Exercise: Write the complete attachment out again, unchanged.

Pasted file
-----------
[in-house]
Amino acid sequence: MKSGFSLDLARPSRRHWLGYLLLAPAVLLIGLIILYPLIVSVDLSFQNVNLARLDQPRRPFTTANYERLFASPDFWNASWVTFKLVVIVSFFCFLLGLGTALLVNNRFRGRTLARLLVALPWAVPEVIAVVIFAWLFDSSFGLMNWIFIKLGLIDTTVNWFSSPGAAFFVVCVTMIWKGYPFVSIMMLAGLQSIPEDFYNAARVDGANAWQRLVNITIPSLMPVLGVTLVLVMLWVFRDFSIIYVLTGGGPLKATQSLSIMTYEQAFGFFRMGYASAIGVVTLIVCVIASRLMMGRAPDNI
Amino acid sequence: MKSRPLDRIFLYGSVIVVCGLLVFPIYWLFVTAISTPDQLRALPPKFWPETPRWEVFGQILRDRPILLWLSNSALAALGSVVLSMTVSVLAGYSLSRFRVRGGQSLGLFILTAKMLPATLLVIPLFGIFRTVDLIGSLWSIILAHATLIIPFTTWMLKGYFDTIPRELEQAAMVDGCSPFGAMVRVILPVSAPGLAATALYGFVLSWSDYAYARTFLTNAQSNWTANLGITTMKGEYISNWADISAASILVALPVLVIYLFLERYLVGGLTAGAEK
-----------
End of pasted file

[in-house]
Amino acid sequence: MKSGFSLDLARPSRRHWLGYLLLAPAVLLIGLIILYPLIVSVDLSFQNVNLARLDQPRRPFTTANYERLFASPDFWNASWVTFKLVVIVSFFCFLLGLGTALLVNNRFRGRTLARLLVALPWAVPEVIAVVIFAWLFDSSFGLMNWIFIKLGLIDTTVNWFSSPGAAFFVVCVTMIWKGYPFVSIMMLAGLQSIPEDFYNAARVDGANAWQRLVNITIPSLMPVLGVTLVLVMLWVFRDFSIIYVLTGGGPLKATQSLSIMTYEQAFGFFRMGYASAIGVVTLIVCVIASRLMMGRAPDNI
Amino acid sequence: MKSRPLDRIFLYGSVIVVCGLLVFPIYWLFVTAISTPDQLRALPPKFWPETPRWEVFGQILRDRPILLWLSNSALAALGSVVLSMTVSVLAGYSLSRFRVRGGQSLGLFILTAKMLPATLLVIPLFGIFRTVDLIGSLWSIILAHATLIIPFTTWMLKGYFDTIPRELEQAAMVDGCSPFGAMVRVILPVSAPGLAATALYGFVLSWSDYAYARTFLTNAQSNWTANLGITTMKGEYISNWADISAASILVALPVLVIYLFLERYLVGGLTAGAEK